Have you been granted a bridging visa? We hope that you don’t see condition 8101 on it.
Condition 8101: The holder must not engage in work in Australia
If you have condition 8101 applied on your visa, you do not have work rights. If you really need to be earning, don’t despair, you can still change your situation by apply for work rights, but you will need to substantiate to the Department of Home Affairs that you have have a “compelling need to work”.
You may apply for work rights on the basis of compelling need to work if:
- You are on bridging visa A, C or E without work rights
- You are on a bridging visa without work rights and have applied for a Temporary Work (Skilled) visa (subclass 457)
Applying for work rights will require you to apply for a new Bridging Visa with information supporting your compelling need to work. The Department may also refer to the information that has been provided in previous visa applications or permission to work applications. If there may be conflicting evidence in the information that you have provided the Department, it is advisable to include explanations or evidence where possible.
In this article we will discuss gaining work rights on a Bridging Visa A, C or E that is not related to the 457 visa. Look out for the next article where we will expand on what to do if you have no work rights and are applying for a Temporary Work (Skilled) 457 visa!
Compelling need to work
What is construed as “compelling need to work” to the Department is basically your facing financial hardship. The Department definition is “the cost of reasonable living expenses exceeds your ability to pay for them”. Of course you will need to provide evidence as to such in the form of documents on your savings, income, expenses and support available from other persons
It is not that direct however. It is important to consider how the Department’s looks at those factors.
- Expenses are reasonable
- How the applicant has supported themselves up until the point of application and how that support will continue
- If there are other possible means of support such as via their sponsor or nominator, relatives or friends in Australia or overseas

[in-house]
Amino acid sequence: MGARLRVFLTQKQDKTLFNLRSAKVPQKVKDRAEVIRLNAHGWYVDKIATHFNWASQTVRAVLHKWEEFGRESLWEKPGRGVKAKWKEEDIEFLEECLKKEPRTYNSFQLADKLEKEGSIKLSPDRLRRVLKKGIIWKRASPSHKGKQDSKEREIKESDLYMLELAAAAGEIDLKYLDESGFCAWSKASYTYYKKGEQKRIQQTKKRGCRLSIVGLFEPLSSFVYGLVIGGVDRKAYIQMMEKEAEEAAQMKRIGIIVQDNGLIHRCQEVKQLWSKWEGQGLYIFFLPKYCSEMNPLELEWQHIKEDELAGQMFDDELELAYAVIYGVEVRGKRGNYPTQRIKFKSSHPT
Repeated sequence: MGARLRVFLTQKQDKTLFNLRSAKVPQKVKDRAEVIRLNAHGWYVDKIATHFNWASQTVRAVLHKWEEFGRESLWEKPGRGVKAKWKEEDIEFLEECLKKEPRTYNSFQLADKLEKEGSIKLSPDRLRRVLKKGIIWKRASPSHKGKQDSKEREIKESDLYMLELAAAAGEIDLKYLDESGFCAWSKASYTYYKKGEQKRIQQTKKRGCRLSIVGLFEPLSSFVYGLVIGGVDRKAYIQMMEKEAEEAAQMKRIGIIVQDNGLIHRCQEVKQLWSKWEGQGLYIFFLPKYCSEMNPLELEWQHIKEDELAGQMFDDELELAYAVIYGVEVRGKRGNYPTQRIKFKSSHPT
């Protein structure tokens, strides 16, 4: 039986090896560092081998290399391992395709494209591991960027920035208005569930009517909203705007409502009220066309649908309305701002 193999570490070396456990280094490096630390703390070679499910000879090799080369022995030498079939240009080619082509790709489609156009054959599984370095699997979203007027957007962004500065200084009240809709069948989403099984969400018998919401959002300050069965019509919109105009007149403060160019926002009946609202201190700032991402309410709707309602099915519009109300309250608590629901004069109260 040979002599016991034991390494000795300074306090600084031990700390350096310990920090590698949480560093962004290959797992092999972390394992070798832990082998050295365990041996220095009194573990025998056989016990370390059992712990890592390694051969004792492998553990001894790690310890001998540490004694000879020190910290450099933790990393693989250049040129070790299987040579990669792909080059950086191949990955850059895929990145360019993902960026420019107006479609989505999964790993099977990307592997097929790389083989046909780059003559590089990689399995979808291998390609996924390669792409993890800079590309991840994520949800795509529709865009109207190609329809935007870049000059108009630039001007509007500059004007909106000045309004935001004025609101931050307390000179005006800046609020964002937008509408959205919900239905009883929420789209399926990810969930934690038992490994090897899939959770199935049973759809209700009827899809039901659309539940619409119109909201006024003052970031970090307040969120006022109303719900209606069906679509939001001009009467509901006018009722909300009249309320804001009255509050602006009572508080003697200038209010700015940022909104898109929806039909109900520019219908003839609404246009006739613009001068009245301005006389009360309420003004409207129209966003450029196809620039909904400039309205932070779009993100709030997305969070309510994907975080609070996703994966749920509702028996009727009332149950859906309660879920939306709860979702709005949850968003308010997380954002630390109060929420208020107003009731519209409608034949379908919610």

- If the applicant will become a burden on public funds or charitable institutions
- When the substantive visa application is likely to receive a decision
Claimed expenses should be reasonable given the applicant’s situation. Including unnecessary expenditures such as fancy meals and branded goods would obviously not be taken into consideration. Consideration of the applicant’s circumstances could include factors such as dependent children. Possible compelling reasons may be that the applicant’s means of support has been through savings and their savings are running out, or that the applicant has recently lost a stream of income. Also considered, is if a decision on applicant’s substantive visa application is likely to happen sooner or later; a long processing time for that substantive visa will skew the situation more in favor of the applicant’s compelling need to work.
I am a Bridging Visa C holder
If you are a Bridging Visa C (BVC) holder with condition 8101 applied you may apply for work rights and if the Department of Home Affairs is satisfied that you indeed have a compelling need to work, you will be granted a further BVC with work rights. Your previous BVC will cease on the grant of the new BVC with work rights.
However if your BVC was granted on the basis of your having applied for judicial review and has condition 8101 attached, you will not be eligible to apply for work rights.
I have a Bridging Visa A and C
Have you made two applications for different visas? There is a chance that you hold both a Bridging Visa A (BVA) from your first substantive visa application and a BVC from your second. If both your BVA and BVC do not have work rights, you may apply for work rights, given that you have a compelling need to work. You will need to make two applications for your work rights for both your BVA and your BVC.
I am a Bridging Visa E holder